//Need a function so we can setup different instances of the controller
            var getProductsPromise = $q.defer();
    
            //Set up our spies
            spyOn(products, 'getProducts').andReturn(getProductsPromise.promise);
    
            //Initialise the controller
            $controller('ProductsController', {
                $scope: $scope,
                products: products
            });
    
            // Use $scope.$apply() to get the promise to resolve on nextTick().
            // Angular only resolves promises following a digest cycle,
            // so we manually fire one off to get the promise to resolve, or in this
            // case we can choose through the parameters being passed in whether or
            // not to resolve the promise - thus covering our test cases. 
            if(resolve) {
                $scope.$apply(function() {
                    getProductsPromise.resolve(product);
                });
            } else {
                $scope.$apply(function() {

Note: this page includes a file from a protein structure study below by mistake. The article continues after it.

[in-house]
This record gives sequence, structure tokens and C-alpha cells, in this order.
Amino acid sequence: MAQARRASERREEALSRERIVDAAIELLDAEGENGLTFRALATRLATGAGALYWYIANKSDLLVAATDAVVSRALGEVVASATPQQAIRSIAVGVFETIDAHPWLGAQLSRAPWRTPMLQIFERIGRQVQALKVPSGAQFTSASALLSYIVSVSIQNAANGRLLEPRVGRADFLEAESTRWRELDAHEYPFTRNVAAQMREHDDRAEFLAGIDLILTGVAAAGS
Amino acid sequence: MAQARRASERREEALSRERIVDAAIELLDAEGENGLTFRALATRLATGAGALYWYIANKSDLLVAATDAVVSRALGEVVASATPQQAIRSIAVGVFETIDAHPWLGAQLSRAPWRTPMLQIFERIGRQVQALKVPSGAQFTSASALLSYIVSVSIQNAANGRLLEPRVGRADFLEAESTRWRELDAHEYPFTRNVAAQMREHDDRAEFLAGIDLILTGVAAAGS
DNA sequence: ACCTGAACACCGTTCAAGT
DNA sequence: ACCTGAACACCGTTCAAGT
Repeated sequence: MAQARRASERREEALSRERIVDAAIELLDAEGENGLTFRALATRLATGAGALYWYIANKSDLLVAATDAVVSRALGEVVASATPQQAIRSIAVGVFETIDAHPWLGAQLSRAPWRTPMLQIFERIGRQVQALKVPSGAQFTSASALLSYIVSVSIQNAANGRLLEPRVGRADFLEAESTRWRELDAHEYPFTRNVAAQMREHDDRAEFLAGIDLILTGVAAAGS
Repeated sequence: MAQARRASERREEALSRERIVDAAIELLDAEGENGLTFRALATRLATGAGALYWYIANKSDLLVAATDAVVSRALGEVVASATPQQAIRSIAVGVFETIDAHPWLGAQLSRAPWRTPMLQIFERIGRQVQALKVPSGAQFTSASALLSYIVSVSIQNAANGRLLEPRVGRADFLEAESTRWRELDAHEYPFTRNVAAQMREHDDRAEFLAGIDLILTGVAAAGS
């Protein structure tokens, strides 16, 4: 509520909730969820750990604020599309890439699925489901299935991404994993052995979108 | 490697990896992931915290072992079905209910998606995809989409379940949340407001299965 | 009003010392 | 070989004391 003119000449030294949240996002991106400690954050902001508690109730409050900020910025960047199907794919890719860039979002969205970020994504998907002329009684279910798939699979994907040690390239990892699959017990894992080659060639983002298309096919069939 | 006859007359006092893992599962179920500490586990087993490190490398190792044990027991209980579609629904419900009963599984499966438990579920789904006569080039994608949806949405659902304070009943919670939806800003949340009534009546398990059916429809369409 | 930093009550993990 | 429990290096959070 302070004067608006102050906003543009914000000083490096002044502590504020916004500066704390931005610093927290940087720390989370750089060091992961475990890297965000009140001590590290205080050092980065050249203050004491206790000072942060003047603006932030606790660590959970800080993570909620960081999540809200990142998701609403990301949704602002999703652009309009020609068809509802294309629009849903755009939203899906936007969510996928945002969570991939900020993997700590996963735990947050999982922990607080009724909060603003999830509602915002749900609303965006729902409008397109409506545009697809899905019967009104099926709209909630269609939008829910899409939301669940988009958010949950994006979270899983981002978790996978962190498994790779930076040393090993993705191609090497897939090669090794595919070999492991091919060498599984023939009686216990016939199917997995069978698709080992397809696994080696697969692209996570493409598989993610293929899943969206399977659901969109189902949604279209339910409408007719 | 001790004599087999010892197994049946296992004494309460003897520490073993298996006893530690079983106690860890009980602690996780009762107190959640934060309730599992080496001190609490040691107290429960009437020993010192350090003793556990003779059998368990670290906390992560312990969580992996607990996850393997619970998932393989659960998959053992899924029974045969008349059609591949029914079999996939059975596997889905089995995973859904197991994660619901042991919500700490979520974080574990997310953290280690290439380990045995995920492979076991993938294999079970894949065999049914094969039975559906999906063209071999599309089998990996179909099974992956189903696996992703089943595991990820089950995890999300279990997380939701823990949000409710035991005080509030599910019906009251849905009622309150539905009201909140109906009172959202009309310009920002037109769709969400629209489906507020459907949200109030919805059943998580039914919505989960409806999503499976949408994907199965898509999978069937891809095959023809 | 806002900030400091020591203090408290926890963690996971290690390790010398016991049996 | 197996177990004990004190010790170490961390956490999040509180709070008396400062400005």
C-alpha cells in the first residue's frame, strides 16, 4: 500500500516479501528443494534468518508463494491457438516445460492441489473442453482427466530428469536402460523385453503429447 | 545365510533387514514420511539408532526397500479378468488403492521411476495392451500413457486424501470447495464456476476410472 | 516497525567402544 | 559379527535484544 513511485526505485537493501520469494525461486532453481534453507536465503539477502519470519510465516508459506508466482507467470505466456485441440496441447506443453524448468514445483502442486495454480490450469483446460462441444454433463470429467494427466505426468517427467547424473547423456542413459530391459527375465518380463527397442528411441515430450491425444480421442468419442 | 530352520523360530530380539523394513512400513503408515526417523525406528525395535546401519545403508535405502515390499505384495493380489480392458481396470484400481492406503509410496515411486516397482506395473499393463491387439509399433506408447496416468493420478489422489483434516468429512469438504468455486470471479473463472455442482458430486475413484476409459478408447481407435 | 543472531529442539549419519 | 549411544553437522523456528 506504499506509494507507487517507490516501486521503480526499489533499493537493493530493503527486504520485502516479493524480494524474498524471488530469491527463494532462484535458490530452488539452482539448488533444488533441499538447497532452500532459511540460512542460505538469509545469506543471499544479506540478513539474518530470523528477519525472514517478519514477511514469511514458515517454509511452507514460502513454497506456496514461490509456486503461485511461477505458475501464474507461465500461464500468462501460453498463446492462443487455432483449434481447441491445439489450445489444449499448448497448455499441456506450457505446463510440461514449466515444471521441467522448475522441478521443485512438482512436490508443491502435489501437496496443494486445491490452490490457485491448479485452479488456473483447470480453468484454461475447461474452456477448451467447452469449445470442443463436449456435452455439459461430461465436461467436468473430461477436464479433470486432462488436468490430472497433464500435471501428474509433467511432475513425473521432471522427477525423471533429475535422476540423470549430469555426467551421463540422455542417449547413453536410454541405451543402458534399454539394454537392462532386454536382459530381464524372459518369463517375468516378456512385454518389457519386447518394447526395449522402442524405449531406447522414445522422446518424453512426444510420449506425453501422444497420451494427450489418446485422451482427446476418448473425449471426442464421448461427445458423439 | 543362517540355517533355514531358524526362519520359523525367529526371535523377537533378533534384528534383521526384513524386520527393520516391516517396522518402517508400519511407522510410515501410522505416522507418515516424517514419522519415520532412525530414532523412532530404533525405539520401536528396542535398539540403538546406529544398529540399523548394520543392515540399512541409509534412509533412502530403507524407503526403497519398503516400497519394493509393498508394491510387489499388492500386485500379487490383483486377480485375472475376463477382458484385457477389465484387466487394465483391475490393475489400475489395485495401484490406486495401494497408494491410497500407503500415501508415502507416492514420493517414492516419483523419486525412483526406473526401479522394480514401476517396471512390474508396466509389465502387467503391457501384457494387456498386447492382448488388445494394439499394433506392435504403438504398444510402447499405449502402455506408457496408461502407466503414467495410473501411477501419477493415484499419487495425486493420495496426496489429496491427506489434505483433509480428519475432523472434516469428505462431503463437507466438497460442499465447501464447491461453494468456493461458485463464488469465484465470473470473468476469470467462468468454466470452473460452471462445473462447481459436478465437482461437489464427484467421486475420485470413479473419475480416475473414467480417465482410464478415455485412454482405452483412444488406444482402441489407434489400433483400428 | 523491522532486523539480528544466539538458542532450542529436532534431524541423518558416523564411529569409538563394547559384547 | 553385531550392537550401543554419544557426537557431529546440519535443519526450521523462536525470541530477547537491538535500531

getProductsPromise.reject();
                });
            }
        }
    
        describe('Resolving and Rejecting the Promise', function () {
            it('should return the first PRODUCT when the promise is resolved', function () {
                setupController(PRODUCTS[0], PROMISE.resolve); // Set up our controller to return the first product and resolve the promise. 
                expect('to return the first PRODUCT when the promise is resolved');
            });
    
            it('should return nothing when the promise is rejected', function () {
                setupController(PRODUCTS[0], PROMISE.reject); // Set up our controller to return first product, but not to resolve the promise. 
                expect('to return nothing when the promise is rejected');
            });
        });
    });

This started to feel like the way it should be set up. We can mock what we need to mock, we can set our promise to resolve and reject. We can truly test the two possible outcomes. This feels good.

Ui-Router State Transition Animations & Bootstrap